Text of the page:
Wednesday, May 12, 2010

Cell Phone Only Use Hits New High of 24.5% in U.S.

"Preliminary results from the July–December 2009 National Health Interview Survey (NHIS) indicate that the number of American homes with only wireless telephones continues to grow. One of every four American homes (24.5%) had only wireless telephones (also known as cellular telephones, cell phones, or mobile phones) during the last half of 2009—an increase of 1.8 percentage points since the first half of 2009.

The percentage of adults living in wireless-only households has also been increasing steadily (see chart above). During the last 6 months of 2009, more than two of every nine adults lived in wireless-only households. One year before that (during the last 6 months of 2008), 2 of every 11 adults lived in wireless-only households. And 2 years before that (during the last 6 months of 2006), only 2 of every 17 adults lived in wireless-only households.

The percentage of children living in wireless-only households is also growing. In fact, for this population, the 4.6-percentage-point increase from the first 6 months of 2009 is the largest 6-month increase observed since 2003, when NHIS began collecting data on children living in wireless-only households."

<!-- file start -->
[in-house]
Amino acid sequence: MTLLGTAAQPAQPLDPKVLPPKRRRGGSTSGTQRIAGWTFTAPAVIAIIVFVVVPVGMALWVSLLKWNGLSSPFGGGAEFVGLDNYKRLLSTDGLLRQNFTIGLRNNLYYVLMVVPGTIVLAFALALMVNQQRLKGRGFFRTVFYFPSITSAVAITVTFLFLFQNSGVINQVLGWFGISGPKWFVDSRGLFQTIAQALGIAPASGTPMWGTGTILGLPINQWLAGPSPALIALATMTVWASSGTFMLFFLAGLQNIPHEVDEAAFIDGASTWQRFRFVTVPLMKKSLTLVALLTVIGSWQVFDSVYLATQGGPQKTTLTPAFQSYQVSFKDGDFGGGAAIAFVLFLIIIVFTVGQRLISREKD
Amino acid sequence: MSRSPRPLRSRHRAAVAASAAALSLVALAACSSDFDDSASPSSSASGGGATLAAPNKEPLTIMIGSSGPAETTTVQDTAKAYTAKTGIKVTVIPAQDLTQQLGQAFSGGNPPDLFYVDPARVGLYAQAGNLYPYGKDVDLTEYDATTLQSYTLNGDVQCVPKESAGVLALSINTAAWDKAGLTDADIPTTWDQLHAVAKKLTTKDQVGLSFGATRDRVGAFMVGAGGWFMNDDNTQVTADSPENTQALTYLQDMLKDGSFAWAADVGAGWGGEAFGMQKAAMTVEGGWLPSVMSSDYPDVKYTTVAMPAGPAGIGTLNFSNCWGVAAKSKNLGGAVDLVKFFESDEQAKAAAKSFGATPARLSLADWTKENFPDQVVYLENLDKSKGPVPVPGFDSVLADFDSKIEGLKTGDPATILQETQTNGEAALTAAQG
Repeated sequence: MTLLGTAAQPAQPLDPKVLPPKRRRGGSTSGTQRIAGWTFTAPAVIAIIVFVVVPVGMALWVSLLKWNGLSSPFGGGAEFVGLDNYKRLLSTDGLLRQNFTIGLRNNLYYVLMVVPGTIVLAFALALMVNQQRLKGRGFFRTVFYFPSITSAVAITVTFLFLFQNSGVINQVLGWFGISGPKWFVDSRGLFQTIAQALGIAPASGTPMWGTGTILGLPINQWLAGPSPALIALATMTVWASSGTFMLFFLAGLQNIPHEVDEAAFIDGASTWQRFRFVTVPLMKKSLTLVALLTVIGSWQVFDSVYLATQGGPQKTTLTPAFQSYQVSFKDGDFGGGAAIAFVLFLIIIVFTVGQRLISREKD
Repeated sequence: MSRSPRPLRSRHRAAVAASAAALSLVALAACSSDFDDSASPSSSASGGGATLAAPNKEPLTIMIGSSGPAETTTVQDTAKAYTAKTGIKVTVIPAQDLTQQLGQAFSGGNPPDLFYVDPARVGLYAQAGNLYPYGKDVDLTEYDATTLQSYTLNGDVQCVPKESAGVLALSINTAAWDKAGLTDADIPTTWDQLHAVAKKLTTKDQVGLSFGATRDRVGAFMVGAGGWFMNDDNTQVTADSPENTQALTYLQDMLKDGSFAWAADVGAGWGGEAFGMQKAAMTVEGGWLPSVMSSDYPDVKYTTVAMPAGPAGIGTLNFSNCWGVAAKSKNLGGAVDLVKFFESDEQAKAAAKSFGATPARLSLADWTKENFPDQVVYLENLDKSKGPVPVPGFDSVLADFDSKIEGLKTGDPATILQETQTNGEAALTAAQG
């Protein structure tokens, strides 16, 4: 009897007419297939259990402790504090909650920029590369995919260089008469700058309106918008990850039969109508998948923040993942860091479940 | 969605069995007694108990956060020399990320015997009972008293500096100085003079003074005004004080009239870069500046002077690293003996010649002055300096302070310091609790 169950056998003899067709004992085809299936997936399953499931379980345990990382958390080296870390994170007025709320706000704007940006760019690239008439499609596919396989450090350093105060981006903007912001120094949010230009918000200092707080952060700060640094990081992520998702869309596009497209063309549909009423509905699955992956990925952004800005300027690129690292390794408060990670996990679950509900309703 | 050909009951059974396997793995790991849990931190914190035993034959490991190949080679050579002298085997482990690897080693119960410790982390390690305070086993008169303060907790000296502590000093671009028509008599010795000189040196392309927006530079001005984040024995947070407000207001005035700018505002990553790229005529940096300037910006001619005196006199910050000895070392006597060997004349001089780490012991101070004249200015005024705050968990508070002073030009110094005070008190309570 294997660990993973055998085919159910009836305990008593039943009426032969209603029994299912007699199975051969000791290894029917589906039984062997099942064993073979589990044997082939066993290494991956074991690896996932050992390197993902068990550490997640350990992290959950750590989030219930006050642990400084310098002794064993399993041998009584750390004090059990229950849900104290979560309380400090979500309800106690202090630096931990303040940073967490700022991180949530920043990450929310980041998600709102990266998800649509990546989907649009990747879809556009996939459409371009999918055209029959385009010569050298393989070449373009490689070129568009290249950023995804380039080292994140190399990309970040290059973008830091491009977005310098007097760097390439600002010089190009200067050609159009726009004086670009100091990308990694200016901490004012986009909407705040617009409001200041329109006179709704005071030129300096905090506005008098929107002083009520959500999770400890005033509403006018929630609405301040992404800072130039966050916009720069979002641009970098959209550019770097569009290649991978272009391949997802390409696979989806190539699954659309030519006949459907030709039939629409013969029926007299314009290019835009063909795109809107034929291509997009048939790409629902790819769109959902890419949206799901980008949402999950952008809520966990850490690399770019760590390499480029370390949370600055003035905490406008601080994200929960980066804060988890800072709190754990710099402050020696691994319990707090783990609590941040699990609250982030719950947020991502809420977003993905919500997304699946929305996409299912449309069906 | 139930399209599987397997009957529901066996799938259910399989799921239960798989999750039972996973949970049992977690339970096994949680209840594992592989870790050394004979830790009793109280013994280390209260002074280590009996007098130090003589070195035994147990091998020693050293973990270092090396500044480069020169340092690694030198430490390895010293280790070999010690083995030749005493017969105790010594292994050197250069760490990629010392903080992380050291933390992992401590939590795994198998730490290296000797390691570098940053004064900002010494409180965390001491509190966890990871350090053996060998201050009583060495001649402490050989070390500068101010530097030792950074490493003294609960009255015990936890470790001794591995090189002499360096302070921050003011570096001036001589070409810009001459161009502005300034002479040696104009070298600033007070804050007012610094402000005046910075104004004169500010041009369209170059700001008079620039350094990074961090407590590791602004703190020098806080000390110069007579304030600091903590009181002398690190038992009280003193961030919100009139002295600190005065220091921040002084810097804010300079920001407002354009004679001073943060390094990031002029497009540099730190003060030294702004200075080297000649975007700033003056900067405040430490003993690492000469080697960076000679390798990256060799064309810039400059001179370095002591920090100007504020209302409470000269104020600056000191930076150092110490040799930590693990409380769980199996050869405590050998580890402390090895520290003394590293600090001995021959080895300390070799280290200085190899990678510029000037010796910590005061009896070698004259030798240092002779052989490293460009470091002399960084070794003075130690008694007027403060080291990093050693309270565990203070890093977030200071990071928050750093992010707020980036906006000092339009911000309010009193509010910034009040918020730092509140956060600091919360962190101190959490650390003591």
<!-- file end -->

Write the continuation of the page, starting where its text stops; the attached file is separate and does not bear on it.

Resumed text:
At 5/12/2010 7:17 PM, Anonymous Anonymous said...

One of the big reasons for this is the ridiculous level of taxes on land lines. With taxes, an $18 base plan ends up nearly doubling.

I dropped standard service years ago for VOIP, now am down to Skype and a cell phone.

At 5/12/2010 7:47 PM, Anonymous Anonymous said...

We yanked our landline and transferred the phone number to an Ooma device (bought at Costco for $180). No monthly fees and we were able to transfer our landline number to the Ooma VOIP service for $40. No more taxes; no more baby-bell, no more long distance charges. Very good quality service and unlimited calling with the USA.

At 5/13/2010 5:55 AM, Anonymous Voip providers said...

Many VoIP services allow you to have voice mail and faxes automatically forwarded to your regular e-mail inbox. Voip providers. You receive all your messages in one place, and your voice mail and faxes can be easily archived or forwarded to others. Users can also get their e-mails "read" to voice mail.


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